1.01 Travel Journal
1. How did the boundaries of the Roman Empire change?
In 1000 BCE, a group of Latins, later known as Romans, founded the city of Rome. After almost 500 years of it being founded, the Romans set up a republic. They gained territory by force, beginning with the Italian peninsula and then easily moving to the Mediterranean region. The Romans launched a series of three wars, known as the Punic Wars. During this time, the were able to conquer Carthage and in return gained access into Sicily, Sardinia, and Corsica. Even after the Punic Wars ended, Rome still managed to gain the territory of Macedonia, Greece and even some parts of Anatolia. Even through troubling times of the empire, it still managed to spread through Gaul, Britain and the rest of North Africa. By the time Rome reached the height of its power in 200 BCE, by the looks of it, it had grown tremendously in about 1200 years. 2. Why did the Roman Empire split into eastern and western parts? The Roman empire, despite its size, had difficulties with barbarian invasions which resulted in the weakening of the empire. The empire itself became to large for one central authority to govern. The emperor Diocletian split the empire into two separate parts: eastern and western. Constantinople was the capital of the East and Rome remained the capital of the West. Both were individually ruled by their own emperor. The split happened after Constantine died and did not become permanent until 395 CE. Separate political parties controlled the empires and they never unified. 3. How did the boundaries of the Byzantine Empire change?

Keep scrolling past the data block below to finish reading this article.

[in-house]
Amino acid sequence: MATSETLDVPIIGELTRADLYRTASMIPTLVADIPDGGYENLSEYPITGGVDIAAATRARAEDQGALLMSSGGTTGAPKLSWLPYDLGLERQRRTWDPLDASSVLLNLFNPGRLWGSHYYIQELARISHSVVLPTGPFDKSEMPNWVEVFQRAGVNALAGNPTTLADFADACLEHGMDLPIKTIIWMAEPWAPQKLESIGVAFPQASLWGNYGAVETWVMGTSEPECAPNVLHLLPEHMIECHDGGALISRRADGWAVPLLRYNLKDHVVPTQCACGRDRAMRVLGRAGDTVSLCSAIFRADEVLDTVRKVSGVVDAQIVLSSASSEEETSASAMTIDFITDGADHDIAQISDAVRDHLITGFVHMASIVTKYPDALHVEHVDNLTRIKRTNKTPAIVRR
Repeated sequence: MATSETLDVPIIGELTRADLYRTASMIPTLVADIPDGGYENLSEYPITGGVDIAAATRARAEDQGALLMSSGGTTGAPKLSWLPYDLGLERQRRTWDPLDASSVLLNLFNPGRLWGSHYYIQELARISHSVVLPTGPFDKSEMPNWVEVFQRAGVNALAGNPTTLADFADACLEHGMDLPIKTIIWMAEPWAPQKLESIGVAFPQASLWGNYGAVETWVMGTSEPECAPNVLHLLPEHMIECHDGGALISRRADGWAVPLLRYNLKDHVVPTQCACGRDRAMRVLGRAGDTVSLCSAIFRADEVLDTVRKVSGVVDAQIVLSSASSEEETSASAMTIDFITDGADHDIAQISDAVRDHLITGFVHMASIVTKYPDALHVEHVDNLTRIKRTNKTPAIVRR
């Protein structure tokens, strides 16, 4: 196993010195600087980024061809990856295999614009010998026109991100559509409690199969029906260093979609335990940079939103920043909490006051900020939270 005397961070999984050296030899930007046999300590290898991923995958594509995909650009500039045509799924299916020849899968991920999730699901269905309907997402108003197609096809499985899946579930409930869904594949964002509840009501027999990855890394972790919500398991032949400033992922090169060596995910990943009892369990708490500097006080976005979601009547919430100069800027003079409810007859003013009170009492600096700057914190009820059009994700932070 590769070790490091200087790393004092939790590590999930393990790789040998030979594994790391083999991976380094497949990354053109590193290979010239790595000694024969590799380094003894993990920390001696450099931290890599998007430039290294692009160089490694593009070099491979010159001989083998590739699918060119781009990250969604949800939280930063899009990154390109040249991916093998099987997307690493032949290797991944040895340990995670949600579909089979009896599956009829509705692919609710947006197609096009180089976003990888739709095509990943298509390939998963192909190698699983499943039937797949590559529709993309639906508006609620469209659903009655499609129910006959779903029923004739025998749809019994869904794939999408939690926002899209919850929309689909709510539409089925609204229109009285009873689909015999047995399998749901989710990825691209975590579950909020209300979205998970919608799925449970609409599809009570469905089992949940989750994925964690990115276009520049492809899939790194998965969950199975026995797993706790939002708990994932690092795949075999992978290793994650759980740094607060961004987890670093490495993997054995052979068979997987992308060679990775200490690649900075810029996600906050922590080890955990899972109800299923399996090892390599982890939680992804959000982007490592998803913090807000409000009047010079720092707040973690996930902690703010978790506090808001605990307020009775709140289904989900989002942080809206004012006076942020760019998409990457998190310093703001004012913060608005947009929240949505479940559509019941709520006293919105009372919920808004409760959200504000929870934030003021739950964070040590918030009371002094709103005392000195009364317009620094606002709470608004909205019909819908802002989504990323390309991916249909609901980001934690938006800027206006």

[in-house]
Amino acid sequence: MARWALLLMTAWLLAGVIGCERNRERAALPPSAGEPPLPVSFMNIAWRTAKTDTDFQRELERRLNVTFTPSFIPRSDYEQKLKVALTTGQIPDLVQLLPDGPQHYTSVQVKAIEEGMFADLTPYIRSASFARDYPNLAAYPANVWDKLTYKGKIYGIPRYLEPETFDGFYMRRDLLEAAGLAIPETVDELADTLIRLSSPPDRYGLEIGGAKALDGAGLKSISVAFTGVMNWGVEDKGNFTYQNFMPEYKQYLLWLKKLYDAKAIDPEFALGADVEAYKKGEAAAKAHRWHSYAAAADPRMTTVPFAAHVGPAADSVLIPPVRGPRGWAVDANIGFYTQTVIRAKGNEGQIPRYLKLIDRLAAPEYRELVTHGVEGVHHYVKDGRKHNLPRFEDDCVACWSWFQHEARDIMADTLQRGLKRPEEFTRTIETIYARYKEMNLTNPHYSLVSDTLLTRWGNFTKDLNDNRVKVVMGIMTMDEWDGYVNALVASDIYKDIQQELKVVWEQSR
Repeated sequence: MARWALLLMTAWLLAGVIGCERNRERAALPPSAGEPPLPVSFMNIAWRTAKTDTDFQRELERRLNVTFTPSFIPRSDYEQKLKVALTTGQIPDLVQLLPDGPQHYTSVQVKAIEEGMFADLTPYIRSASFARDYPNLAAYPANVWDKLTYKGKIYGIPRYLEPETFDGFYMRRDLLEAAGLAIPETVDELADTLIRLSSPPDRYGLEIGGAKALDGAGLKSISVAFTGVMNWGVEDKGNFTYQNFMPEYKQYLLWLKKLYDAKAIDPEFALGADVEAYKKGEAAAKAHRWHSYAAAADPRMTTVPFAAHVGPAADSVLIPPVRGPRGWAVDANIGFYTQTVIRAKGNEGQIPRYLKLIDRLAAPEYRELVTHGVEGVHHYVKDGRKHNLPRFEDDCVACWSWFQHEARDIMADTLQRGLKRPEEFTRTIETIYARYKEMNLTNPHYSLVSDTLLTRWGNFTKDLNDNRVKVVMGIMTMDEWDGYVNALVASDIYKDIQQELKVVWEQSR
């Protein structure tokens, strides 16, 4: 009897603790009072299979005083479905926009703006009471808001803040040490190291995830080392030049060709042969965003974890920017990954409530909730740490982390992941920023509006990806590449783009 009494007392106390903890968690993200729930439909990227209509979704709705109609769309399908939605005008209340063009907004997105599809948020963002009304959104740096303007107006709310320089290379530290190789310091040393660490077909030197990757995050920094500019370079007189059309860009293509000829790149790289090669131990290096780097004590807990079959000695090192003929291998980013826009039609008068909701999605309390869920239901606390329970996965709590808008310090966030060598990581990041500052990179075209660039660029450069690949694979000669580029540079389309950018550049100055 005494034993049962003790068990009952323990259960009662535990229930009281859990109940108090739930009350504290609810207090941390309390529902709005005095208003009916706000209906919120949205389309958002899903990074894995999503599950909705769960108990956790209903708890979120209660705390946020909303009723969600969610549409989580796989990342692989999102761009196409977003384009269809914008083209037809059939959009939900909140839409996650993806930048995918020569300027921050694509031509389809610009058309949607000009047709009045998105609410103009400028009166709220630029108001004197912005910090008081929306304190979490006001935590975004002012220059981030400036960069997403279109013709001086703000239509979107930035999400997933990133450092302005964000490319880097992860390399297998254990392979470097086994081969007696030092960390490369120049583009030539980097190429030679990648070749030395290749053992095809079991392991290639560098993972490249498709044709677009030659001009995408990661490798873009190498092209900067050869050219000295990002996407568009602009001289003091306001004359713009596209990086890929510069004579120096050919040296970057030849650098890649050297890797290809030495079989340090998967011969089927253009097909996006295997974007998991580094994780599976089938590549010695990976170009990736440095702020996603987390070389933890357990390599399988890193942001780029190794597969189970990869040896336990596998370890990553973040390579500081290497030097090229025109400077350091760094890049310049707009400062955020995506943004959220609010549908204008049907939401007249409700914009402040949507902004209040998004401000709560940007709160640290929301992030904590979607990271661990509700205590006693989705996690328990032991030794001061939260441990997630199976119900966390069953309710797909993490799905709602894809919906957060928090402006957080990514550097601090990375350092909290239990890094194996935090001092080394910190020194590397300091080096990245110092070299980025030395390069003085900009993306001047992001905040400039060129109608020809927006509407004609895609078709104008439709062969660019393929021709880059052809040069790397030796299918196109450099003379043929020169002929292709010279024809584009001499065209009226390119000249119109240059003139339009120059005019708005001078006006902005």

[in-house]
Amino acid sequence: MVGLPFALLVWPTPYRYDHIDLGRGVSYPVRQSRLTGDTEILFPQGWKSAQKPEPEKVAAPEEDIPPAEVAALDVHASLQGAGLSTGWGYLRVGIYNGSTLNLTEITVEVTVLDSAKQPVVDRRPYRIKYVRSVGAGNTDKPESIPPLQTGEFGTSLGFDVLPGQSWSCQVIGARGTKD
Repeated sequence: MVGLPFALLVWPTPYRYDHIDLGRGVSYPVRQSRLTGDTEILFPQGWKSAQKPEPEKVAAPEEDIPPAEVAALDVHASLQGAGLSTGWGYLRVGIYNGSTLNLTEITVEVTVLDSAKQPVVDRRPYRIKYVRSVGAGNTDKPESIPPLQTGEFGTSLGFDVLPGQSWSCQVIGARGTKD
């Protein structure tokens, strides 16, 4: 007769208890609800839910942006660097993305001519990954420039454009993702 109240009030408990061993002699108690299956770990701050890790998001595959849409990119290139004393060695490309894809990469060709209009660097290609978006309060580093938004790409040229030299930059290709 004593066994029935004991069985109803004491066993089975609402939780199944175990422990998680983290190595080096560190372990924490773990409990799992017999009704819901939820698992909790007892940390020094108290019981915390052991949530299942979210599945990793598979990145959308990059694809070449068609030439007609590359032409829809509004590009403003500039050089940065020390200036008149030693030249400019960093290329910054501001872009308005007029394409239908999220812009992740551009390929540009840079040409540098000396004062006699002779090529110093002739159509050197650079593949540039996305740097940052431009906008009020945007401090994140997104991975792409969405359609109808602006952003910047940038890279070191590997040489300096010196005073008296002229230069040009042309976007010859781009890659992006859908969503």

The Byzantine Empire lasted for roughly 1000 years. During this time, it gained and lost territory many times. Things that made the territory contract include invasions, inner conflict, and poor rulers which weakened the empire. On the other hand, it also had its share of strong rulers, who a lot of the time helped to increase the land of the empire. Even though it...
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